Tuesday, November 15, 2016


By Bryan Davidson

The creative team at the 24th Street Theatre near USC is an embedded member of their community.  Their community outreach may bring in ten thousand kids  in a year’s time to learn about what the magic of theatre can do for us.  This week, in light of the tragic events that may create frightening changes in our country, they have invited all audiences to attend the performances of Hansel and Gretel Blue Grass free of charge. 

The play, in development for three years, turns on the familiar Grimm’s fairy tale, but has been updated to the sad 1930s in Depression Era Kentucky.  We learn that Butcher’s Hollar is a small coal mining community where the mines have become “dead ground.”  Narrated in a clever video appearance, Bradley Whitford as radio personality The Duke brings the story to life as The Get Down Boys blue grass band underscores the story in music and projections.
Angela Giarratana and Caleb Foote
with Bradley Whitford on video
Photo by Cooper Bates

Whitford becomes the voice of the father of Hansel (excellent Caleb Foote) and Gretel (equally excellent Angela Girratana) who declares that all a man needs in this world is a “cord, a blade and an iron.”  Shades of Survivor, the kids are left alone in the woods to fend for themselves.  At first we think that their dad might return for them, but we know the story and right on cue the Mountain Woman (frightening Sarah Zinsser)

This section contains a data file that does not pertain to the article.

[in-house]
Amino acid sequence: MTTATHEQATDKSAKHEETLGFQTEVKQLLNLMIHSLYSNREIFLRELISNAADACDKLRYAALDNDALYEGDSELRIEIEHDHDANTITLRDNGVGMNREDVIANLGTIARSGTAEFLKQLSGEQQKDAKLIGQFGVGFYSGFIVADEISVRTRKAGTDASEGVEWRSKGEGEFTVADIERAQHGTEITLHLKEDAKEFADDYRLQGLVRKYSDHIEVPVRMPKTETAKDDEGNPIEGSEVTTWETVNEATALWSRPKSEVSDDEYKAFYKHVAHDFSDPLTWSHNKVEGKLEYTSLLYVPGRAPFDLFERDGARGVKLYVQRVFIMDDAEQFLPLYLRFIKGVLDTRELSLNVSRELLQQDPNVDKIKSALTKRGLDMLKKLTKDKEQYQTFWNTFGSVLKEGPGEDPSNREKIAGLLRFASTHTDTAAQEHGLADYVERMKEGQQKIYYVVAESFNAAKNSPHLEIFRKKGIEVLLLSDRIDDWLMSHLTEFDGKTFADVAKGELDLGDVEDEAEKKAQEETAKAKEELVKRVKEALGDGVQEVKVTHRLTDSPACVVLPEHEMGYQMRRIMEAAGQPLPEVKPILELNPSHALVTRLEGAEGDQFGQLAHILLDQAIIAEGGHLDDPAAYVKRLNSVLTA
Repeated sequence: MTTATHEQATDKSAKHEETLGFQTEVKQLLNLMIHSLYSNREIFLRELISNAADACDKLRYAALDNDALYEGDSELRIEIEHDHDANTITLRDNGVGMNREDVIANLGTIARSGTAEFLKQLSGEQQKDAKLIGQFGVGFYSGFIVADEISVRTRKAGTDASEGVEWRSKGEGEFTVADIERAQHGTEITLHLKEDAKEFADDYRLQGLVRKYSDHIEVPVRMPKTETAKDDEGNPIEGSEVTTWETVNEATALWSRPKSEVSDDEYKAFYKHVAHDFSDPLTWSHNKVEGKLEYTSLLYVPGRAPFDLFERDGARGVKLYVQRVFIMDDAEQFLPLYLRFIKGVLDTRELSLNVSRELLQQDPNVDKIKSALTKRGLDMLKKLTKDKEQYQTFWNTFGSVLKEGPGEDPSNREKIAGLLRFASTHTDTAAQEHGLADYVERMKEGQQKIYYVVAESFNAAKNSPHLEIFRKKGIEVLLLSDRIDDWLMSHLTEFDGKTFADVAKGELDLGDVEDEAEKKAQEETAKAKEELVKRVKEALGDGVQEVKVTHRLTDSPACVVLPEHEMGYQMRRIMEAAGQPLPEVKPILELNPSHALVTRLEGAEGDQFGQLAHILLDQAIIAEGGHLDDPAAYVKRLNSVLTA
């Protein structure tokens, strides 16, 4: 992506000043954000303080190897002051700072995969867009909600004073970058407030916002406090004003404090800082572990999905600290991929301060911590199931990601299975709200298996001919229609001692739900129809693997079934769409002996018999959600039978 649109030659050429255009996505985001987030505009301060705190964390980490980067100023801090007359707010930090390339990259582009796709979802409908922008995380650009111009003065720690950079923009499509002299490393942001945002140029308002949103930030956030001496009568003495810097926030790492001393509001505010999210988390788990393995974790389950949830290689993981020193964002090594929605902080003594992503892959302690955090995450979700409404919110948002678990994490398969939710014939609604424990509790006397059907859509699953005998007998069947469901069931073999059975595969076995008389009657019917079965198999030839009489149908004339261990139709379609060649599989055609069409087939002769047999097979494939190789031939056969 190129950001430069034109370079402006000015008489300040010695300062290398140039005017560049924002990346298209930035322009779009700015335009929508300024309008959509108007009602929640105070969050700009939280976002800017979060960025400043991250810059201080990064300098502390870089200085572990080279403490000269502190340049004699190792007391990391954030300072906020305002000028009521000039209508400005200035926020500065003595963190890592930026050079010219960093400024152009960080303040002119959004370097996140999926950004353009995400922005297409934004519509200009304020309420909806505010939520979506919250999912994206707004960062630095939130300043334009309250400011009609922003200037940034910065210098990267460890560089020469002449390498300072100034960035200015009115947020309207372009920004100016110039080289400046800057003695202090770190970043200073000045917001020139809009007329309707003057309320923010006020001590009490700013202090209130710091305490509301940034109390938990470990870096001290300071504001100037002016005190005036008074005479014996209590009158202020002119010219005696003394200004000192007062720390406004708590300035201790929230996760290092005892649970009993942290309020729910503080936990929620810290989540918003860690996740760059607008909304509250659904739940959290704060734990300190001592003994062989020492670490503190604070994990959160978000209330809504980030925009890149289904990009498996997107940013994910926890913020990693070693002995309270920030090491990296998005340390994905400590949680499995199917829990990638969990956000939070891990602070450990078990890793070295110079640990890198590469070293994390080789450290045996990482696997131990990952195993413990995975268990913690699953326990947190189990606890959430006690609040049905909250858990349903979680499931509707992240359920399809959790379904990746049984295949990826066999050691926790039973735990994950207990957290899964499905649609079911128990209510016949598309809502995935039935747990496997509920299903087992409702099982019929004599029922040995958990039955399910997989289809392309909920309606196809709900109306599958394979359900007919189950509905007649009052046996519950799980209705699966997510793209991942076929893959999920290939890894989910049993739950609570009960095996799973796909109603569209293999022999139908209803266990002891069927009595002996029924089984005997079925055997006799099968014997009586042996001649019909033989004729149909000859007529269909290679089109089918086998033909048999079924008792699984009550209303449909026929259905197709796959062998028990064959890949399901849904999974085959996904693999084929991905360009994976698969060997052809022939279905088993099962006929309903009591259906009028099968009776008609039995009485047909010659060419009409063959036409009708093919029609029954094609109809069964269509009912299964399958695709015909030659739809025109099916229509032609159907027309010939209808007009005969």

Angela Giarratana, Sarah Zinsser, Caleb Foote
Photo by Cooper Bates
hampered by poor eyesight and endowed with magical powers, gathers the children in and proceeds to fatten them up.

Mountain Woman exacts songs from Gretel and familiar tunes emerge: Amazing Grace, Will the Circle Be Unbroken and I’ll Fly Away, with occasional accompaniment by the Get Down Boys.   Keith Mitchell’s scenic design enhanced with video by Matthew G. Hill and Dan Weingarten’s lights become almost like an additional character in the production.

The three year development of this World Premiere production and how it came to the playwright, Bryan Davidson, and the producers emerged slowly. The sad business of children being sent away as in the fairy tale is happening even today as parents, unable to take care of their kids in countries south of our borders are putting them on trains unaccompanied with the hope they find help as they travel north.

Director Debbie Devine runs the actors through their paces: three excellent performances: in and out of the audience through drops depicting depleted coal mines that, with projections, become the forest and the enchanted home of Mountain Woman as well as a window into The Duke’s ten thousand watts of radio power narration.

24th Street has a long reputation for excellence and trying new things, especially to the benefit of the neighborhood and theatre aimed at children, but with an eye to have a story for adults at the same time.  This is a show for the entire family and deserves an audience. I am unsure how long free admission will be offered, but donations to the theatre are always welcome.

The 24th Street Theatre
1117 W 24th St, Los Angeles, CA 90007
Tickets and Information:
 (213) 745-6516

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